Agnis Šmits, Leading Researcher at the Latvian State Forest Research Institute “Silava”, tells that the spruce bark beetle is an approximately 5-millimetre-long beetle with eight teeth. The bark beetle can cause more damage to spruce stands than all other forest pests taken together, therefore it must be taken very seriously. Two generations of this insect develop in Latvia – beetles fly when the average air temperature is above 20 degrees. When they fly out of the ground, they gather in wilting or weakened spruces. If there are many beetles, they can destroy even completely healthy spruces.
“Spruces resist attacks of bark beetle males by releasing resin. However, bark beetles are quite strong and can overcome this tree resistance. Once bark beetles have settled down in a tree, female beetles begin to gnaw tunnels and lay eggs. One female can lay up to 60 eggs. Once eggs have been laid, the beetles fly a second time until mid-July – this is called the 'sister generation'. At the beginning of July, a part of the young beetles goes to sleep, the other part – form the second generation until autumn sets in. Larvae that have not managed to develop, die in winter; on the condition that the winter is cold, of course,” Agnis Smits tells about the development of bark beetles.
Infestation of young bark beetles is difficult to spot
When a spruce is attacked by a beetle, it is difficult to notice at first, because the tree is still green and the holes in the bark are very sparse and small. Therefore, forest owners should pay attention to the bark flour that accumulates in twigs and on the root collar.
“In a dry summer it takes up to 3 thousand beetles to kill one average-sized spruce; if a summer is wet – it takes up to 7 thousand beetles, because trees are stronger. If there are not enough bark beetles, they spread and multiply in tree stumps, windswept and broken trees,” tells the expert of the Latvian State Forest Research Institute “Silava”.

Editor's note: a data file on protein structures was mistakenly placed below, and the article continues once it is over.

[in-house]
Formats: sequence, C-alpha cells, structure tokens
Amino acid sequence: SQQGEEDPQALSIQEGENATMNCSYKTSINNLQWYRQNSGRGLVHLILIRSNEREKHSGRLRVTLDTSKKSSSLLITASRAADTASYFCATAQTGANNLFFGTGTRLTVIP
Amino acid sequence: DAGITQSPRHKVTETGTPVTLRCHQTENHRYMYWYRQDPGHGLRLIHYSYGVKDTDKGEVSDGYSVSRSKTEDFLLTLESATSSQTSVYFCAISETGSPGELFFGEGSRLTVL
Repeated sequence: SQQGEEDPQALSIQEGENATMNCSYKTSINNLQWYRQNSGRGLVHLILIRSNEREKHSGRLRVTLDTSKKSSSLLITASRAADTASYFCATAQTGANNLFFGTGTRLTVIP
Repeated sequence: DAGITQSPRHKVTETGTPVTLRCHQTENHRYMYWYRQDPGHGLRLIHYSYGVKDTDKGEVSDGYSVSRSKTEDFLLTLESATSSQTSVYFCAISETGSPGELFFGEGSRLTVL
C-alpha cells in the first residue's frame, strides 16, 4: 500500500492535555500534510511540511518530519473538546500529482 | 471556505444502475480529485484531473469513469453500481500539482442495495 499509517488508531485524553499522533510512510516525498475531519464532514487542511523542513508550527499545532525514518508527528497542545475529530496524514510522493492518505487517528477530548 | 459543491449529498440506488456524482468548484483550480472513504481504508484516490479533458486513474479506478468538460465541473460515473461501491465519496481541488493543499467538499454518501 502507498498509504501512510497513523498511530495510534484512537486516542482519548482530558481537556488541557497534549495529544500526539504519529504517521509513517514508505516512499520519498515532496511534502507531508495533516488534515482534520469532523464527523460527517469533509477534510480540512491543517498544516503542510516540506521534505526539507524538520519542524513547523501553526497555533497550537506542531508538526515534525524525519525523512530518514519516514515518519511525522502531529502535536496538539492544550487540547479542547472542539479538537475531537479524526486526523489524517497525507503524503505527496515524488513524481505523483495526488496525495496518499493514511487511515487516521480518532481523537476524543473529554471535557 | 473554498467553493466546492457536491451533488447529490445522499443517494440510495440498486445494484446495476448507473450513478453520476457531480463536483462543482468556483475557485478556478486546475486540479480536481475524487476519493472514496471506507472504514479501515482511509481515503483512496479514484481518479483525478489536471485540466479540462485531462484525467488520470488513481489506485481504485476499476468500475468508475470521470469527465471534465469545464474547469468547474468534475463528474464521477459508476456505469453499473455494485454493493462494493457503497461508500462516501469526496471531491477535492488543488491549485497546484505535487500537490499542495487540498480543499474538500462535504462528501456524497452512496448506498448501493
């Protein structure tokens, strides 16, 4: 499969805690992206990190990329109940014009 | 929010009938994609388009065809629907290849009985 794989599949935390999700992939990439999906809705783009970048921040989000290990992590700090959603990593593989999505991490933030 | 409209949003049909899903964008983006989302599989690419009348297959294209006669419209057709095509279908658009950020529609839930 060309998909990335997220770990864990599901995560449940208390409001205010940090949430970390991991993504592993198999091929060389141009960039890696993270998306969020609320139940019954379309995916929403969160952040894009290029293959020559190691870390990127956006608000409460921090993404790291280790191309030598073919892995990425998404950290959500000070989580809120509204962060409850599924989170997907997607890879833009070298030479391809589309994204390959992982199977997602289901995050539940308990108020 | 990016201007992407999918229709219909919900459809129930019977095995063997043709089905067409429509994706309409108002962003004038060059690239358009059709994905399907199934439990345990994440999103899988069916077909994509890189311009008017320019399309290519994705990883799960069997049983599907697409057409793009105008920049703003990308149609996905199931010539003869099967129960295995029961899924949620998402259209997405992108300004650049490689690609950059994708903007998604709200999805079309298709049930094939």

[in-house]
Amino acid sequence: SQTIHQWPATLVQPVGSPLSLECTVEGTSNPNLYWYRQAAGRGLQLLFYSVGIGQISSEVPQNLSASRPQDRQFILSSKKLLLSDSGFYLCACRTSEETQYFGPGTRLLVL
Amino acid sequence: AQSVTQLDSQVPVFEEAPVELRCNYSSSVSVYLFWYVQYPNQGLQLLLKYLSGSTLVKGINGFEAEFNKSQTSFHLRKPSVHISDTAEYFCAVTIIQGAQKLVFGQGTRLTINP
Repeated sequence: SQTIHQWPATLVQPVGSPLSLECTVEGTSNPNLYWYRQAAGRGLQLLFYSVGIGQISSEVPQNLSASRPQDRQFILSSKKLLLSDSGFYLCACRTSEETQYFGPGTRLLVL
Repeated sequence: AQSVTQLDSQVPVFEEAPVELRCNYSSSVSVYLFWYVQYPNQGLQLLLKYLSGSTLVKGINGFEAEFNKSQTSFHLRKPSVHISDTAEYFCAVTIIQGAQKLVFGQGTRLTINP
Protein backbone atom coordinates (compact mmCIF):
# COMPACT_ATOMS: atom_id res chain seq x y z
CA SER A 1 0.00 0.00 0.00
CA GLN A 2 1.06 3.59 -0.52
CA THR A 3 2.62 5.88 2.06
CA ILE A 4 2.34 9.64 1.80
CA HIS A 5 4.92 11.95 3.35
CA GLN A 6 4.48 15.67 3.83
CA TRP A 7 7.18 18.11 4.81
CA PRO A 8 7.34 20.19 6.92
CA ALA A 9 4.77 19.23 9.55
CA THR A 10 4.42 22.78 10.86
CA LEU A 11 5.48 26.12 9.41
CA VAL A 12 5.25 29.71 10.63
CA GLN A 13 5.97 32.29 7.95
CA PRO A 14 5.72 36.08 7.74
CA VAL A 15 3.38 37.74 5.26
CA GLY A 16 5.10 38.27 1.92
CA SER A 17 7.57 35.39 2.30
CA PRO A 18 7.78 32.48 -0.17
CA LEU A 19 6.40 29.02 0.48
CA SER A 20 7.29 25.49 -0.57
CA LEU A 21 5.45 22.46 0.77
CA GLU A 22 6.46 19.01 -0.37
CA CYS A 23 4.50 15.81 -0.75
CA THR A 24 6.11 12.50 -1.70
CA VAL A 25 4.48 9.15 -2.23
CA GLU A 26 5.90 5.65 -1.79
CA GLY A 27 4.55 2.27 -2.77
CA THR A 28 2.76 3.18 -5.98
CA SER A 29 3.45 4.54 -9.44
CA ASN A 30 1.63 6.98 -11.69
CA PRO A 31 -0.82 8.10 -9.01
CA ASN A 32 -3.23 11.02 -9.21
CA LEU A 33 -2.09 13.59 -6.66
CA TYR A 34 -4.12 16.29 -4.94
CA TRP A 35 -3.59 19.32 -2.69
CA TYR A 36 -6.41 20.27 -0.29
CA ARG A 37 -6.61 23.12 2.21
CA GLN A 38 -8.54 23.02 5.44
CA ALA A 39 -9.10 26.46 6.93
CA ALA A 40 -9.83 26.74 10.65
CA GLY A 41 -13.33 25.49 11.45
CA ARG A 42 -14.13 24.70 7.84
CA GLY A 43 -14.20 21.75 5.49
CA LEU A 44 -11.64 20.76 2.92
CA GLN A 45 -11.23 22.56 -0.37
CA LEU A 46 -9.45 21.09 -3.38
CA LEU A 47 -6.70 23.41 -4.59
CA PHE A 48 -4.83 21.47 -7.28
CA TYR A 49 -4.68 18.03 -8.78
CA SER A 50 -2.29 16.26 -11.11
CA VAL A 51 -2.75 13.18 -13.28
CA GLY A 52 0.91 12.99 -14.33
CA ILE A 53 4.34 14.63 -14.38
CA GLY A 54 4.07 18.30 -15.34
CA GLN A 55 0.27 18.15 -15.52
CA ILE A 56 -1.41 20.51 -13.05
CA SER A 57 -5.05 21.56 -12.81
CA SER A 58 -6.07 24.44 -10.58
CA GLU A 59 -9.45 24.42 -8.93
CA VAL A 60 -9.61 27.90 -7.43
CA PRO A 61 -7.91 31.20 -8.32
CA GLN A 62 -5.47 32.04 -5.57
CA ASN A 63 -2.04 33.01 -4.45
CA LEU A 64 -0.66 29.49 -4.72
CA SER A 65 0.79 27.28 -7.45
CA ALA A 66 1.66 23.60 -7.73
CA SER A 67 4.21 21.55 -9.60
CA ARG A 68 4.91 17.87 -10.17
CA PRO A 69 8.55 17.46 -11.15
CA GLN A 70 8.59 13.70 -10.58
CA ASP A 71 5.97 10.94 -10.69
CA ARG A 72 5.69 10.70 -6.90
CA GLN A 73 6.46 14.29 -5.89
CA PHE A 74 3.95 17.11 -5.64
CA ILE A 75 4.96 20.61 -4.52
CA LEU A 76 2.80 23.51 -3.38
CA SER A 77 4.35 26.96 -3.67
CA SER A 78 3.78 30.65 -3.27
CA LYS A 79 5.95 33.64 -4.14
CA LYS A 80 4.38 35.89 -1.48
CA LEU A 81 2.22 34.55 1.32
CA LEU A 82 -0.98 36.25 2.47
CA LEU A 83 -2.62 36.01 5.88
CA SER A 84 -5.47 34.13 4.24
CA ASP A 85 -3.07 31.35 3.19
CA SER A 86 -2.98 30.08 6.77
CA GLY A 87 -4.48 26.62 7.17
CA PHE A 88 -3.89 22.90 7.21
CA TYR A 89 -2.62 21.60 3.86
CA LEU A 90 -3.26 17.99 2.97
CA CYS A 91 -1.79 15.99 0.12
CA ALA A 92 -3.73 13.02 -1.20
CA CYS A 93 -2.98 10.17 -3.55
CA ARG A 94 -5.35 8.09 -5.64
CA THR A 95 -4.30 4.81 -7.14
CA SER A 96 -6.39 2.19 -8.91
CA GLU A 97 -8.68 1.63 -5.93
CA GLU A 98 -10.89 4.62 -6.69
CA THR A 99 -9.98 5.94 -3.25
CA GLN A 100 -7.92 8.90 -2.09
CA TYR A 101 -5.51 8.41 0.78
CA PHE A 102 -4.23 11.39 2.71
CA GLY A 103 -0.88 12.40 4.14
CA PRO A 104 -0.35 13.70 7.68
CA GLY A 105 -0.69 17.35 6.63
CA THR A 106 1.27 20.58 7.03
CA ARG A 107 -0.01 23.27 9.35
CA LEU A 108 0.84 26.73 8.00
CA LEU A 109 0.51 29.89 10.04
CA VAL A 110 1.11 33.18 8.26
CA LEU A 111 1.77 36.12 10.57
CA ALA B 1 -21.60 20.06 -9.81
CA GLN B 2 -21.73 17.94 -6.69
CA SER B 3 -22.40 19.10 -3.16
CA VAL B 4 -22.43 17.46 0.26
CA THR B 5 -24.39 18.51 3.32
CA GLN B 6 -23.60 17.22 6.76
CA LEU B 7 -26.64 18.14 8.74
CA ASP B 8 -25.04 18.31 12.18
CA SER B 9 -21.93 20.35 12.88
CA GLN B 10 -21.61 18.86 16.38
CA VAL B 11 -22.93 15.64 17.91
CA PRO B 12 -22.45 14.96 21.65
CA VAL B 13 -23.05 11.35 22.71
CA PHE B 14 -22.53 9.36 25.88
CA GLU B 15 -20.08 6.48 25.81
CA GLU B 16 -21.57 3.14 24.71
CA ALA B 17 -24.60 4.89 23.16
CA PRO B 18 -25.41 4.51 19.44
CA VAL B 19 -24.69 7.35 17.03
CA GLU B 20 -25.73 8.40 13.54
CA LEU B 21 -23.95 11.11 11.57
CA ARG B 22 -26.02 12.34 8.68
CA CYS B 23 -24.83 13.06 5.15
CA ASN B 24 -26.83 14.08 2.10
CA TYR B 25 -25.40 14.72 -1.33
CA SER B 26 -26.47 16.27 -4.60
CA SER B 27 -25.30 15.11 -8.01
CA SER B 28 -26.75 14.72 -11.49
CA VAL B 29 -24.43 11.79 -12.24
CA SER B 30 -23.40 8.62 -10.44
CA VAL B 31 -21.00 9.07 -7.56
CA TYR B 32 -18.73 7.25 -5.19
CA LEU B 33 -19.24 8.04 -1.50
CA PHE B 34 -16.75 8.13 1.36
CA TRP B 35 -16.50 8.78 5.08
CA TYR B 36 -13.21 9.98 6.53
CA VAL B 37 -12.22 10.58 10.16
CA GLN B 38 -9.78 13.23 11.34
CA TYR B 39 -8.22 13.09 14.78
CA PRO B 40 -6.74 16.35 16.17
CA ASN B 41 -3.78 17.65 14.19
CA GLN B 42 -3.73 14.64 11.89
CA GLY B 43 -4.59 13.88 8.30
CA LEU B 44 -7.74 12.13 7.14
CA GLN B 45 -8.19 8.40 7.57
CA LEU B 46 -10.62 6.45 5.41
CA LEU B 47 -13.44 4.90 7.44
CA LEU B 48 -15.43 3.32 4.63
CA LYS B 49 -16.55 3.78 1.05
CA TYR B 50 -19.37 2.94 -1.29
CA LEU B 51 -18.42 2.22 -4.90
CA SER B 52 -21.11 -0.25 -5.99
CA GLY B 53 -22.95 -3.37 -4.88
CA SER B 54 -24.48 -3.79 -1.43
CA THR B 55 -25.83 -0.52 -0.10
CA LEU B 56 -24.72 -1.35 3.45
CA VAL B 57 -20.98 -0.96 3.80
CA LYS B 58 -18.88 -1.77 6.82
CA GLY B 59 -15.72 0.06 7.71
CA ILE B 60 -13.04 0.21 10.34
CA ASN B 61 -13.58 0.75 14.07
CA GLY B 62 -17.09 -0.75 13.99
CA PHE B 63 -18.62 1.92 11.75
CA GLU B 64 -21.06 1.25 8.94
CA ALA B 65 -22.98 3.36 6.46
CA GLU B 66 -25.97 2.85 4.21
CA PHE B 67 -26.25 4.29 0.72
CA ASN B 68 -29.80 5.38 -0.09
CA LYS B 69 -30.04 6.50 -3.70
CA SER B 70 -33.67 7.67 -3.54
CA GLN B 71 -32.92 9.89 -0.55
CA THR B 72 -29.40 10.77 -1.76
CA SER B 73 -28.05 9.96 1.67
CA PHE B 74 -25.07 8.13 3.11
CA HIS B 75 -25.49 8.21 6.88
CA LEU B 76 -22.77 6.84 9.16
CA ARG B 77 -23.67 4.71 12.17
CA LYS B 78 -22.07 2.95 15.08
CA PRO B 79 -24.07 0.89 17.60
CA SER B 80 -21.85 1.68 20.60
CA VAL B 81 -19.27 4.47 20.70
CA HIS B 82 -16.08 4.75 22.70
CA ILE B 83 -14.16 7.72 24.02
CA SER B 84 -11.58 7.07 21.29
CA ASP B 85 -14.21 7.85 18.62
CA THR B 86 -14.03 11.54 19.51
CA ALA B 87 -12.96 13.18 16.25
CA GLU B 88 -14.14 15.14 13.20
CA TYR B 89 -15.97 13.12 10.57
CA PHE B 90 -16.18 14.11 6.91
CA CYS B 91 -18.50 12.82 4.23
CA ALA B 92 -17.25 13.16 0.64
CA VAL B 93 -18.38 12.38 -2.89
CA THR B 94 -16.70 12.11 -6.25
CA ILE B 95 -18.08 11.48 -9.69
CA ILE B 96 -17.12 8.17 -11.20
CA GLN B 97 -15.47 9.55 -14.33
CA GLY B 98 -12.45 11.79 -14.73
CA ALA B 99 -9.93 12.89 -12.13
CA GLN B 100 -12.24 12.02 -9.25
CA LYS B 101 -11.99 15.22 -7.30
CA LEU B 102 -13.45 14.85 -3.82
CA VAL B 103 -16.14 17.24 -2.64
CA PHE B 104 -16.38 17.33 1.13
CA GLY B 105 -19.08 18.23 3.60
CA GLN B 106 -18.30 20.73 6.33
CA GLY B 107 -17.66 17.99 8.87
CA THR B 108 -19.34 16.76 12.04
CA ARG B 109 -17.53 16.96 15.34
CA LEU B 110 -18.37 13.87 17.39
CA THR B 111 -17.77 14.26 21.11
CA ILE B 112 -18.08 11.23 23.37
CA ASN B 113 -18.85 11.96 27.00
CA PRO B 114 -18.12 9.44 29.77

Measures to control spruce bark beetles must be taken in good time
In areas where spruce stands have been damaged by winds in the previous autumn and winter period, it is necessary to develop these areas before the beginning of the spruce bark beetle flying season, because the pest first develops in weakened spruces.
Great attention should be paid to spruce stands that are older than 50 years. Once spruce bark beetles settle down in a tree stand, it can no longer be saved. By cutting it down in time, you can save the adjacent yet intact stands.
“Measures to control spruce bark beetles mainly concern the felling of damaged trees and timely removal of prepared timber assortments from the forest during the summer months. Depending on the number of damaged trees, a sanitary selective felling should be carried out upon receipt of the sanitary opinion of the State Forest Service. When cutting trees in a continuous area, the additionally prepared assortments can be used as a trap, ensuring that flying bark beetles use these assortments for their development; it is also possible to place pheromone traps for catching flying beetles,” tells Edijs Leišavnieks, LVM Forest Protection and Fire Fighting Manager.
Sparce forest in youth, good stock in old age
“The spruce stands planted during the Soviet era can now be considered as overgrown. They were planted for the needs of Sloka paper factory, they currently do not have a crown, so they have a weak root system and stands are not resistant to wind damage. My experience as a forester for more than 40 years shows that spruce bark beetles damage as many cubic metres of wood as the wind falls down in bad conditions,” tells the experienced forester Kaspars Riže.
The forester points out that when restoring forest, it is important to choose high-quality seedlings, the young seedlings should not be planted too tightly, and when the spruces have grown bigger and started competing with each other, the main species should be thinned to a distance of 2 to 2.5 metres. Then it is important to allow the stand to grow until tending is carried out, and then perform the renewal felling. The expert also points out that forest owners should be allowed to decide for themselves on the intensity and types of management.
Information from: LVM.LV